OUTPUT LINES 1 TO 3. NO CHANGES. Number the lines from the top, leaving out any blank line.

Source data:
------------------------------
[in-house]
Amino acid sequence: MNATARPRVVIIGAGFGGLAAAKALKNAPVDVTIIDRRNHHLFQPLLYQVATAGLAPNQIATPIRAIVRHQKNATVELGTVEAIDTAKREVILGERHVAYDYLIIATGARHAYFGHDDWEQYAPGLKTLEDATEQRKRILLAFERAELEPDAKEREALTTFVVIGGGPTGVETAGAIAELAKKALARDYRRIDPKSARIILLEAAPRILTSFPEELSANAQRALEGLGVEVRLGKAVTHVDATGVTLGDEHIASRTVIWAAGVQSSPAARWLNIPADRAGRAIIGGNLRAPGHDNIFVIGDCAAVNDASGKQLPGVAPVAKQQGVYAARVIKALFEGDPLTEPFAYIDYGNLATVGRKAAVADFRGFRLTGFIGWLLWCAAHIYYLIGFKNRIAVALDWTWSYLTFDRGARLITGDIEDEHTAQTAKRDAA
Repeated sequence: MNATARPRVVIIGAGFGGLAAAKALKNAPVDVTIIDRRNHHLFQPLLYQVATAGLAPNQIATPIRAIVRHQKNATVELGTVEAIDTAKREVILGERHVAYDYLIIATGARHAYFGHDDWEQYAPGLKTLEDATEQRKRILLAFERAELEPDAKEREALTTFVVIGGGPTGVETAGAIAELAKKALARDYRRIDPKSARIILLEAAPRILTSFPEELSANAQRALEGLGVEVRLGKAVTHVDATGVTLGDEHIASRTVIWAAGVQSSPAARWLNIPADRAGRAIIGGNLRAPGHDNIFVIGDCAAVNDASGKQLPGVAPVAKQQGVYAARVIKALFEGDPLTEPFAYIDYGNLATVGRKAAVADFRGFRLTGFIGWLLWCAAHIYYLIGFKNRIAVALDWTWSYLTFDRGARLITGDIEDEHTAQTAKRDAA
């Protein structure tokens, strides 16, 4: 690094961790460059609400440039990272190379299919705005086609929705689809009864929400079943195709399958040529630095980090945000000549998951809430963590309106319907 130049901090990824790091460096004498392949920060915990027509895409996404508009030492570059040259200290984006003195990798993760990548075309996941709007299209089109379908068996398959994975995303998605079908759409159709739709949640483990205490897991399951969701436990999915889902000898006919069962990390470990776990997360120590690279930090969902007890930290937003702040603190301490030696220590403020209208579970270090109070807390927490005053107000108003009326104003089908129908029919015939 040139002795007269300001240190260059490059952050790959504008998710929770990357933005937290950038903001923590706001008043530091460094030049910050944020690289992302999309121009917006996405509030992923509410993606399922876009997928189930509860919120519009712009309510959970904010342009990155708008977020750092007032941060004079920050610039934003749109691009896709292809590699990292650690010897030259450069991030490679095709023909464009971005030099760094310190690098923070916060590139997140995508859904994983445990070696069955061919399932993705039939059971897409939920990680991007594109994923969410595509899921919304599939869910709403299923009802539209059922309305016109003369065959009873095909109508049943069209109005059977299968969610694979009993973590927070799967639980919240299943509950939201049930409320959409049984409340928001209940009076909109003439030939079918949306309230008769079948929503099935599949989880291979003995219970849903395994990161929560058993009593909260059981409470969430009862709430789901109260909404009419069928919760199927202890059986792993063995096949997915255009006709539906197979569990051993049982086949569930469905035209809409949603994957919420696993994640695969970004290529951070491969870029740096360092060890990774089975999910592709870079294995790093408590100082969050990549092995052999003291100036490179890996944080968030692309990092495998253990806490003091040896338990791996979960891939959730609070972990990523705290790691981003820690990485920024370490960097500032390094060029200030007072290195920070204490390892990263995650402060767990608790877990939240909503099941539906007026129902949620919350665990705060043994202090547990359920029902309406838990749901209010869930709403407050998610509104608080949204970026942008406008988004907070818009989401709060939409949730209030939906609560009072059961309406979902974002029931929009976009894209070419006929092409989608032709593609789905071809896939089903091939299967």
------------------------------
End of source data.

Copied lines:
[in-house]
Amino acid sequence: MNATARPRVVIIGAGFGGLAAAKALKNAPVDVTIIDRRNHHLFQPLLYQVATAGLAPNQIATPIRAIVRHQKNATVELGTVEAIDTAKREVILGERHVAYDYLIIATGARHAYFGHDDWEQYAPGLKTLEDATEQRKRILLAFERAELEPDAKEREALTTFVVIGGGPTGVETAGAIAELAKKALARDYRRIDPKSARIILLEAAPRILTSFPEELSANAQRALEGLGVEVRLGKAVTHVDATGVTLGDEHIASRTVIWAAGVQSSPAARWLNIPADRAGRAIIGGNLRAPGHDNIFVIGDCAAVNDASGKQLPGVAPVAKQQGVYAARVIKALFEGDPLTEPFAYIDYGNLATVGRKAAVADFRGFRLTGFIGWLLWCAAHIYYLIGFKNRIAVALDWTWSYLTFDRGARLITGDIEDEHTAQTAKRDAA
Repeated sequence: MNATARPRVVIIGAGFGGLAAAKALKNAPVDVTIIDRRNHHLFQPLLYQVATAGLAPNQIATPIRAIVRHQKNATVELGTVEAIDTAKREVILGERHVAYDYLIIATGARHAYFGHDDWEQYAPGLKTLEDATEQRKRILLAFERAELEPDAKEREALTTFVVIGGGPTGVETAGAIAELAKKALARDYRRIDPKSARIILLEAAPRILTSFPEELSANAQRALEGLGVEVRLGKAVTHVDATGVTLGDEHIASRTVIWAAGVQSSPAARWLNIPADRAGRAIIGGNLRAPGHDNIFVIGDCAAVNDASGKQLPGVAPVAKQQGVYAARVIKALFEGDPLTEPFAYIDYGNLATVGRKAAVADFRGFRLTGFIGWLLWCAAHIYYLIGFKNRIAVALDWTWSYLTFDRGARLITGDIEDEHTAQTAKRDAA